Rural 83.3(1707) 13.4(275) 2049 Rural 19.0(337) 66.7(1184) 12.3(219) 12.6(224) 13.7(243) 1774 Rural 99.3(1176) Rural 38.9(461) 64.9(769) Rural 79.1(937) 15.6(185) 1184 Rural 88.1(297) 14.5(49) 337 Rural 41.5(140) 30.6(103) 39.5(133) Rural 32.6(110) 35.9(121) 37.1(125) 337

98

Urban 87.5(994) 10.2(116) 1136 Urban 7.7(79) 77.3(788) 13.6(139) 11.7(119) 8.9(91) 1020 Urban 94.9(748) Urban 33.0(260) 68.7(541) Urban 71.3(562) 18.0(142) 788 Urban 77.2(61) 26.6(21) 79 Urban 39.2(31) 22.8(18) 43.0(34) Urban 36.7(29) 45.6(36) 29.1(23) 79

Slum 90.0(297) 6.7(22) 330 Slum 10.4(32) 68.2(210) 2.3(07) 8.4(26) 10.4(32) 308 Slum 95.7(201) Slum 37.6(79) 65.7(138) Slum 65.2(137) 25.2 (53) 210 Slum 56.3(18) 18.8(06) 32 Slum 43.8(14) 40.6(13) 25.0(08) Slum 46.9(15) 46.9(15) 18.8(06) 32

National 85.3(1998) 11.7(413) 3515 National 14.4(448) 70.3(2182) 11.8(365) 11.9(369) 11.8(366) 3102 National 97.4(2125) National 36.7 (800) 66.4(1448) National 75.0(1636) 17.4(380) 2182 National 83.9(376) 17.0(76) 448 National 41.3(185) 29.9(134) 39.1(175) National 34.4(154) 38.4(172) 34.4(154) 448


Appendix 3

Summary of Major Indicators for Pre-Intervention Audience Impact Survey 2005 Pre-Intervention Audience Impact Survey 2005,

Log Frame Indicators

Ever attendance of any school Currently attendance of school Media Habits Whether Reading Newspaper Newspaper (name) read Daily Ittefaq Daily Inquilab Daily Janakantha Daily Protom Alo Others General Habits of Watching Channel Generally Watched BTV ATN NTV Channel I Others Preferred Session of Watching Television Morning Noon Afternoon Evening Night General Habits of listening to Radio Radio Station(s) usually listen to Dhaka Chittagong Sylhet Rajshahi Khulna Preferred Session to listen to radio Morning Noon Afternoon Evening Night Awareness about HIV and AIDS: Have you ever heard of HIV/AIDS Major Sources of information on HIV and AIDS Radio TV Newspaper Billboard Poster Magazine Booklet/Book Peers School Teacher Neighbors Relative Television Channel provided information on HIV/AIDS BTV ATN NTV Channel I Others

Rural 85.5 23.6 31.7

Urban 91.1 30.3 53.3

Slum 76.7 13.6 45.1

National 86.4 24.7 39.4

22.1 17.7 16.1 26.3 54.7 80.4

15.2 10.5 15.7 37.3 56.8 97.1

16.8 8.0 10.4 32.8 69.6 91.3

18.8 13.8 15.4 31.5 56.9 86.4

98.5 2.6 1.9 1.8 1.2

91.9 18.0 14.0 15.4 6.3

95.7 18.2 9.5 14.6 7.5

96.0 9.2 6.7 7.5 3.5

1.7 7.7 34.8 10.5 63.9 43.1

2.3 7.9 22.7 10.5 75.5 28.7

2.0 10.3 31.6 14.6 69.2 35.0

1.9 8.0 30.4 10.8 68.4 38.1

87.6 11.2 7.2 11.4 26.4

80.1 13.5 5.8 14.7 16.7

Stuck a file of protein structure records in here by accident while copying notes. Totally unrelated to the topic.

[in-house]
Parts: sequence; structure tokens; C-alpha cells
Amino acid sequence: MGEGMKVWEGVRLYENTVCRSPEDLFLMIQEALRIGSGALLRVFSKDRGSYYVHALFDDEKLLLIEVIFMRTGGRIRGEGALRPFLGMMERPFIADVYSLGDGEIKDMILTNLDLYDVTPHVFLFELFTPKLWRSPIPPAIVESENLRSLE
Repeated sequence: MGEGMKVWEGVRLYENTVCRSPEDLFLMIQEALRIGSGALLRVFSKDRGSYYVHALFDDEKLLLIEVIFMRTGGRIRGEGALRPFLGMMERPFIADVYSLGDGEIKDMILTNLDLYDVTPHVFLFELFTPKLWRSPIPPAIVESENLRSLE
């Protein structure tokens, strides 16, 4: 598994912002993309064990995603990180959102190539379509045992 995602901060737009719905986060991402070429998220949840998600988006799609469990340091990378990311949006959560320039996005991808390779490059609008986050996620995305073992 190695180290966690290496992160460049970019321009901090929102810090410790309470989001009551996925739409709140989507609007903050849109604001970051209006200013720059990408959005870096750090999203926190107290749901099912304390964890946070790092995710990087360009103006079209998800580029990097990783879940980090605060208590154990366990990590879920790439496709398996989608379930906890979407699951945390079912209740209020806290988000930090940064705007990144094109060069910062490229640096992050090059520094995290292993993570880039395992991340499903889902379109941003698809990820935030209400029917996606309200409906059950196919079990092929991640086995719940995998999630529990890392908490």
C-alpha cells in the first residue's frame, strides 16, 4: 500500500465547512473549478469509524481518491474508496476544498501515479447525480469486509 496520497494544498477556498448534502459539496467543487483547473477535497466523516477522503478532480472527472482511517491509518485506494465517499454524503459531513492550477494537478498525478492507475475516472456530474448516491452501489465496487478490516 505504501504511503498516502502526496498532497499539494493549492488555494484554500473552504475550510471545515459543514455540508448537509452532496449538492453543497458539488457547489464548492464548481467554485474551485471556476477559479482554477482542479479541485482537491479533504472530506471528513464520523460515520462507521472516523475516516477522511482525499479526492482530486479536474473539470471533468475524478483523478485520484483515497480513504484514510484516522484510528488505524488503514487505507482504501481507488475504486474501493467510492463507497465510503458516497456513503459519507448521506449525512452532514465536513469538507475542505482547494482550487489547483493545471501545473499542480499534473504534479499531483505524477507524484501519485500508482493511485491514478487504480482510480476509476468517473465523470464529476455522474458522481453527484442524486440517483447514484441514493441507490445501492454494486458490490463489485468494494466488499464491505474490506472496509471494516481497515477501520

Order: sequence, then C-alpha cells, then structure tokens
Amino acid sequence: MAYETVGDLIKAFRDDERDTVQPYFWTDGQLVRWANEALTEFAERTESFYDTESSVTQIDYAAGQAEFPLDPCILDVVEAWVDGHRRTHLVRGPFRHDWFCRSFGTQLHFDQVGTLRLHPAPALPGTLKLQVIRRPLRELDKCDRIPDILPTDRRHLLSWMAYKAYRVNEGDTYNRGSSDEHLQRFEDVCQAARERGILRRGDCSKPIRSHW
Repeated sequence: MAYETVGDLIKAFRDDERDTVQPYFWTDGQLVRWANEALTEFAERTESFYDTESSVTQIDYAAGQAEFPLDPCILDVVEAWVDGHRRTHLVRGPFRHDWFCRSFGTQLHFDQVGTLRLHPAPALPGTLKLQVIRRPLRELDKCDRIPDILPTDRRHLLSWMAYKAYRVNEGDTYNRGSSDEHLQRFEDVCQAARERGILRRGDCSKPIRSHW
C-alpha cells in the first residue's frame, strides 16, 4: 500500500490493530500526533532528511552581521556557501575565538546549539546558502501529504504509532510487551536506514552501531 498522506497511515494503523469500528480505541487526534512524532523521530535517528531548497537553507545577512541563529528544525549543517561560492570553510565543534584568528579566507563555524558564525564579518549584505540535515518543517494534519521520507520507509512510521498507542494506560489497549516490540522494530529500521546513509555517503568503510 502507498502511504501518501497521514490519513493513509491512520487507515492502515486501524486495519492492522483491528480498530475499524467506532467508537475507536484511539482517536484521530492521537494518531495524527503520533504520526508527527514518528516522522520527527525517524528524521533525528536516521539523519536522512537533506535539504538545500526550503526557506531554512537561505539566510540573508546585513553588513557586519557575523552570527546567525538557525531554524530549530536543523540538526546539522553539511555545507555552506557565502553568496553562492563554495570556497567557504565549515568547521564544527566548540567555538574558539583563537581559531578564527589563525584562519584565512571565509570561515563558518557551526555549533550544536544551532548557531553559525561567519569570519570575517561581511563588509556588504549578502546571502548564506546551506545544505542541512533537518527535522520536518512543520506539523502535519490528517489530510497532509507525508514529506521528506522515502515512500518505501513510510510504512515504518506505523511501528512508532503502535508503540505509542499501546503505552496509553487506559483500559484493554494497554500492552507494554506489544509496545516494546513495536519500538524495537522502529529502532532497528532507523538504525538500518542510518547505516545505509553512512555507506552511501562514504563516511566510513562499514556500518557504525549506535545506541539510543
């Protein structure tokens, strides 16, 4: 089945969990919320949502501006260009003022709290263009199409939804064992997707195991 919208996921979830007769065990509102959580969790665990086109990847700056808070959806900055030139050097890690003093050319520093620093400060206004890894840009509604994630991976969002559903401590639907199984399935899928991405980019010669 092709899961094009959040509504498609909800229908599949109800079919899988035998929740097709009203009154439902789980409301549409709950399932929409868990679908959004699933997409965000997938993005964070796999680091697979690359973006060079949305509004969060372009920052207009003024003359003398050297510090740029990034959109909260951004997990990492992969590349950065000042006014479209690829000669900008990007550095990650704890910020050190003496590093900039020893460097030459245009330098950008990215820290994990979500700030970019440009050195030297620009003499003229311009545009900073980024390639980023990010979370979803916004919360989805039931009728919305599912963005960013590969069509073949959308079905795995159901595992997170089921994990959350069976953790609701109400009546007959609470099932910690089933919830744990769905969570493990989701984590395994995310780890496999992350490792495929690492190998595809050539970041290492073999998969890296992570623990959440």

83.5 9.3 3.1 25.8 22.7

85.5 11.6 6.6 13.2 23.9

18.4 39.3 24.9 7.6 35.6 80.3

18.3 46.5 15.7 5.8 30.8 95.2

20.6 46.4 26.8 4.1 27.8 91.4

18.5 41.4 22.9 6.9 34.0 85.6

27.1 78.5 6.8 5.2 3.6 0.9 13.3 16.1 3.8 13.9 3.2

12.1 91.7 16.6 13.1 6.8 2.6 15.1 17.7 4.0 9.4 2.0

20.6 83.0 8.5 7.6 4.8 0.0 5.2 13.6 4.8 17.0 2.1

21.7 83.2 10.1 8.0 4.8 1.4 13.1 16.4 4.0 12.7 2.7

99.1 2.2 0.7 1.1 0.7

95.8 14.3 10.9 11.9 1.2

96.4 12.8 6.6 11.7 2.2

97.7 7.5 4.9 5.9 1.1

99

Post-Intervention Audience Impact Survey 2006


Major Program watched on HIV/AIDS AIDS Related Program Discussion Advertisement Drama Radio station providing HIV/AIDS information Dhaka Chittagong Sylhet Rajshahi Khulna When you listened this program Morning Noon Afternoon Evening Night Program listened Drama/Life story AIDS related discussion Health message/discussion Advertisement Spontaneous knowledge on the routes of HIV Transmission: Having un-safe sex with HIV/AIDS infected person Through HIV infected blood Through HIV infected syringe/needle HIV/AIDS infected mother-to-child Through breast feeding Un-safe sex with CSWs Un-safe sex with multiple partners Don’t know Prompted knowledge on the routes of HIV Transmission: Risk Associated with multiple sex partners and Non-use of condom Can be infected with HIV/AIDS Risk Associated with un-tested blood transfusion Can be infected with HIV/AIDS Risk Associated with pregnancy of HIV/AIDS infected mother The Child can be infected with HIV/AIDS Risk Associated with breastfeeding by HIV/AIDS infected mother The Child can be infected with HIV/AIDS Spontaneous Knowledge on the ways of Preventing HIV/AIDS Refraining from all sorts of sex Following religious and social rules Refraining from having sex with CSWs Avoiding sex other than husband/wife Checking blood before transfusion Using sterile needles/syringes AIDS infected mother should consult doctor before conception Others Don’t know How to behave with an HIV infected person Should take care Should extend our sympathy

9.4 12.7 83.4 12.9